Reflecting upon the past fiscal year.
July 2021 - June 2022
The Summer of 2021 was full of exciting events, many of which supported the Tails and Tales reading theme. For three months, every visit to the Children’s Area became an animal Safari during which patrons could listen to stories, complete crafts, and see how their height measured up to various animals.
Other summer adventures included numerous S.T.E.M. days, outdoor activities, and trips to the nearby park. Science experiments ranged from colorful to explosive!
Our ongoing partnership with the CREATE Project allowed the library to become host to the first in a series of public art installations.
The Child Nature sculpture was created via a collaboration between local artists and students at the P-Tech Academy. The art draws upon themes in folklore to emphasize the importance of caring for both our children and natural resources.
The unveiling of the sculpture was also the perfect time to try out our new canopies, which were generously donated by Lynne Di Stasi and her family. Lynne also arranged for the new cushion that makes our lobby bench much more welcoming.
With the help of our CCLS Discord server, the Dunkirk Public Library Gamer’s Guild got off to a strong start. The group began with three dedicated players and would grow to nine over the course of the year.
Teens gathered multiple times per month to play board games or take part in Dungeons & Dragons adventures.
We also learned to make healthy game night snacks with the help of the Cornell Cooperative Extension during our Dungeons & Dining events.
The staff from Fredonia’s Critical Gaming shop shared their expertise with us by teaching the Guild participants tips and techniques for painting game figures.
Despite all of the great events and activities that we had underway, the summer months proved to be rough (and expensive!) on our aging building. In addition to requiring exterior repairs to some of our masonry, stormy weather brought a leaky roof and electrical outages.
The causes of these structural failings were difficult for our hired contractors to locate and correct, and as a result both staff and patrons were left dealing with the impact of such issues for an extended period of time.
As a result, the Board of Trustees commissioned a facility-wide engineering study in order to proactively identify and address potential areas of concern before they become a problem.
On a more positive note, however, the first bank of new windows funded by our New York State Construction Grant were successfully installed. We are looking forward to the remaining replacements in the coming year.
The season came to a close with our outdoor Book Sale, which marked the end of “Summer Hours” and a return to regular library operation on Saturdays.
Once again, we were well-served by our new canopies. This occasion was also the first sale that the library had been able to conduct in a number of years, and both staff and patrons appreciated its return.
As an added bonus, Serving Up Smiles provided tasty treats throughout the afternoon.
Spooks haunted the library halls throughout October. Patrons who successfully tracked down all thirteen creepy creatures had a chance to win a Halloween-themed prize.
Children and their families also enjoyed a very successful Trick or Treat for Books event.
Each November brings the American Library Association’s International Games Week. Our friends from Critical Gaming returned to challenge patrons with various board and card games, and all who played the various offerings during the week earned tickets toward a variety of prize drawings.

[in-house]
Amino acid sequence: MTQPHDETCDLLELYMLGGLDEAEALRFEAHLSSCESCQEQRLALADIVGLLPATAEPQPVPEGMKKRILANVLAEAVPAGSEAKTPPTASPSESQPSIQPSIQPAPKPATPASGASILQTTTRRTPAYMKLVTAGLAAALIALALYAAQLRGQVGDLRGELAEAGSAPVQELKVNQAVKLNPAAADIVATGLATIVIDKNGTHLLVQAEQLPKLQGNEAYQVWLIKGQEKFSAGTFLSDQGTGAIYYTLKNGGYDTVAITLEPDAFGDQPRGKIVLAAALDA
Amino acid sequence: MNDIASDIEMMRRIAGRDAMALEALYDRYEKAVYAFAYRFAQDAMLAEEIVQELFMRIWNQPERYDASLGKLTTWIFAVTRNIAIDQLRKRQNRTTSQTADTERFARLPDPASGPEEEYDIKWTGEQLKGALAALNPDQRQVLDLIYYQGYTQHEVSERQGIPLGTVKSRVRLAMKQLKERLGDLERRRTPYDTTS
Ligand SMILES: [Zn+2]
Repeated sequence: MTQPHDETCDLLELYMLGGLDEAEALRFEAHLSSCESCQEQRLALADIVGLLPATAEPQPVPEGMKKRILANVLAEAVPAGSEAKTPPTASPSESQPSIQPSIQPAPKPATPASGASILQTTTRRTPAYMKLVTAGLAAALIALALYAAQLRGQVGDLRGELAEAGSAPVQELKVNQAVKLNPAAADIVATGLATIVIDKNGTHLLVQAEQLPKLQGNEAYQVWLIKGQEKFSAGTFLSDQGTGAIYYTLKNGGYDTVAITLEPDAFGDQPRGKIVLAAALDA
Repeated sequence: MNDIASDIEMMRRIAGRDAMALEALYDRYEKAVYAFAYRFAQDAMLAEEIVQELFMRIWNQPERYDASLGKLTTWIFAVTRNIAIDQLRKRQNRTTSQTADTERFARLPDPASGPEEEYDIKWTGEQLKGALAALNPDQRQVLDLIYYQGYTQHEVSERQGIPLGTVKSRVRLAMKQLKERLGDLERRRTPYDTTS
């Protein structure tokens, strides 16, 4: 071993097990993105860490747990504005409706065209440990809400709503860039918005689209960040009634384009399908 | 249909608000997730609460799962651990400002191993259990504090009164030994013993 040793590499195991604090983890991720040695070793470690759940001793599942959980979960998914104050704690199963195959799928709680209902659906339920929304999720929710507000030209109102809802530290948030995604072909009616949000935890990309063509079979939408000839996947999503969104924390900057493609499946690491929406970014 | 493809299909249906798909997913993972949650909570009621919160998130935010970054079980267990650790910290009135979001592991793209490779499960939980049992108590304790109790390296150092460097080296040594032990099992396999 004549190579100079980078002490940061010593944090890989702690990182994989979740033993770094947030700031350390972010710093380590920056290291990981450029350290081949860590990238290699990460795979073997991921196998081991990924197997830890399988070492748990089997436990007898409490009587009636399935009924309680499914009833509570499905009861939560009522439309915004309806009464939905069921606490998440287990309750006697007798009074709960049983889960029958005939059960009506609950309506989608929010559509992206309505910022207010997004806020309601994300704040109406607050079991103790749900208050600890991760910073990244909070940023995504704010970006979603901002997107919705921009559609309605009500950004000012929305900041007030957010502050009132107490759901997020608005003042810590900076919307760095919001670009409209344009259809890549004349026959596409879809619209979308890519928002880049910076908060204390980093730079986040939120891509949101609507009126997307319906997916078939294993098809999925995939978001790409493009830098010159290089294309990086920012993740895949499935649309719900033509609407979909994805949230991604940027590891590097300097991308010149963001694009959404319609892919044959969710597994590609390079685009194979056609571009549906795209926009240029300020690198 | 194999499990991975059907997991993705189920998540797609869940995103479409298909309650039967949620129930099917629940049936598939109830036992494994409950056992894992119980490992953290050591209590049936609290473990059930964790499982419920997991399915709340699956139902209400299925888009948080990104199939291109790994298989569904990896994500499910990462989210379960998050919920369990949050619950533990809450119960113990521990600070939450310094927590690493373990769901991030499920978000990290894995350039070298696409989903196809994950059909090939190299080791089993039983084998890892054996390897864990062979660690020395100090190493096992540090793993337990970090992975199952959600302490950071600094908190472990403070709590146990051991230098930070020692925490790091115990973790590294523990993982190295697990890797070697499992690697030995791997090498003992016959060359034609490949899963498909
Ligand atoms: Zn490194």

The December meeting of our Adult Book Club was a treat-filled holiday celebration of good friends, books, and conversation. The membership grew throughout the previous year, and this was their last gathering until February.
Throughout the colder months, the library continued to provide a plethora of crafts, snacks, and fun activities for both youth and adults to do while cozied up at home.
Beginning in March, the CCLS teens enjoyed the opportunity to engage with students from other library systems on a Percy Jackson themed discord server.
This multi-month long event offered games, trivia, art challenges, role playing, and assorted other activities based upon the popular book series.
Spring and summer were full of guest speakers, special presentations, and author visits.
John Ruska taught participants about local bird species and where to view them, while Stephen Rees helped gardeners learn more about composting and various types of native plants.
We further encouraged those patrons with a green thumb by providing free, ready to plant clippings of the library’s famous Christmas cactus.
These sprouts were carefully tended all winter until they were well-rooted and ready to share.
One of the highlights of the year was Wendy Corsi Staub’s visit to the library. Arranged to coincide with our Adult Book Club’s reading selection, this event was so well attended that guests were overflowing into the adjoining rooms.
Local author Isaiah Rashad II shared his newest work with us. His visit was made possible thanks to funds from the Poets and Writers organization.
June also marked a change for the Teen D&D group. They paused their adventures in Ancient Greece in order to brave the dangers of the Caribbean in keeping with the new Oceans of Possibilities summer reading program.
Critical Gaming helped kick off the new campaign with a pirate figure painting session.
The annual election for the library’s Board of Trustees was also in June. Nobody ran for the open seat this year, so it all came down to write-in votes. Next year, get involved with DPL. We are your library!
For the first time in two years, we were able to host the Summer Reading kick-off carnival. The event was well attended and definitely set the stage for the Oceans of Possibilities theme that would encompass the library well into the next fiscal year.